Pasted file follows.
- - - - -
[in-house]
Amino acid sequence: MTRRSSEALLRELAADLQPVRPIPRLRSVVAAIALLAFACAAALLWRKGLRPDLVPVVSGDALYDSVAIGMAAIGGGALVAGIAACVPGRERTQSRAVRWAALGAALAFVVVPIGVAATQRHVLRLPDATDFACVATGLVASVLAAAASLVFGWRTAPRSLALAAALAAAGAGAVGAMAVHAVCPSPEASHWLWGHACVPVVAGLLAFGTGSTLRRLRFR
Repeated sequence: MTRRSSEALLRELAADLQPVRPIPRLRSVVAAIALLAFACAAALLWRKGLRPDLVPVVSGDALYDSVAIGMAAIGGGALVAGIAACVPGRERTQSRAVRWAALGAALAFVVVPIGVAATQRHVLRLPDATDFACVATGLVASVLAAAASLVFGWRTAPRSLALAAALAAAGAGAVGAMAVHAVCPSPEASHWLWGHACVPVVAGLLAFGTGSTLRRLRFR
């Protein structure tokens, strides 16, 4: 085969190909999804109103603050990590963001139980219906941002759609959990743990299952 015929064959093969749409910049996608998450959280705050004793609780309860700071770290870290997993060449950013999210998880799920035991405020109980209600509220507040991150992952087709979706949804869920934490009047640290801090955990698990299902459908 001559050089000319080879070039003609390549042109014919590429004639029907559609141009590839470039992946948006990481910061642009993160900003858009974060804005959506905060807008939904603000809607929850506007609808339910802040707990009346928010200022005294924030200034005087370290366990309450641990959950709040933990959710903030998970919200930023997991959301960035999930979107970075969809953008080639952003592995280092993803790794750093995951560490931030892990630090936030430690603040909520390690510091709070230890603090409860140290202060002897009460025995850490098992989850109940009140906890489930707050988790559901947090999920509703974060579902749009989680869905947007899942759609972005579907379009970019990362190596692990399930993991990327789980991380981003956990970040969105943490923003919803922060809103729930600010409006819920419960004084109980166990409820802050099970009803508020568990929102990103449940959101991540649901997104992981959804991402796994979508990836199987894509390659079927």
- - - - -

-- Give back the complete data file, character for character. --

[in-house]
Amino acid sequence: MTRRSSEALLRELAADLQPVRPIPRLRSVVAAIALLAFACAAALLWRKGLRPDLVPVVSGDALYDSVAIGMAAIGGGALVAGIAACVPGRERTQSRAVRWAALGAALAFVVVPIGVAATQRHVLRLPDATDFACVATGLVASVLAAAASLVFGWRTAPRSLALAAALAAAGAGAVGAMAVHAVCPSPEASHWLWGHACVPVVAGLLAFGTGSTLRRLRFR
Repeated sequence: MTRRSSEALLRELAADLQPVRPIPRLRSVVAAIALLAFACAAALLWRKGLRPDLVPVVSGDALYDSVAIGMAAIGGGALVAGIAACVPGRERTQSRAVRWAALGAALAFVVVPIGVAATQRHVLRLPDATDFACVATGLVASVLAAAASLVFGWRTAPRSLALAAALAAAGAGAVGAMAVHAVCPSPEASHWLWGHACVPVVAGLLAFGTGSTLRRLRFR
């Protein structure tokens, strides 16, 4: 085969190909999804109103603050990590963001139980219906941002759609959990743990299952 015929064959093969749409910049996608998450959280705050004793609780309860700071770290870290997993060449950013999210998880799920035991405020109980209600509220507040991150992952087709979706949804869920934490009047640290801090955990698990299902459908 001559050089000319080879070039003609390549042109014919590429004639029907559609141009590839470039992946948006990481910061642009993160900003858009974060804005959506905060807008939904603000809607929850506007609808339910802040707990009346928010200022005294924030200034005087370290366990309450641990959950709040933990959710903030998970919200930023997991959301960035999930979107970075969809953008080639952003592995280092993803790794750093995951560490931030892990630090936030430690603040909520390690510091709070230890603090409860140290202060002897009460025995850490098992989850109940009140906890489930707050988790559901947090999920509703974060579902749009989680869905947007899942759609972005579907379009970019990362190596692990399930993991990327789980991380981003956990970040969105943490923003919803922060809103729930600010409006819920419960004084109980166990409820802050099970009803508020568990929102990103449940959101991540649901997104992981959804991402796994979508990836199987894509390659079927």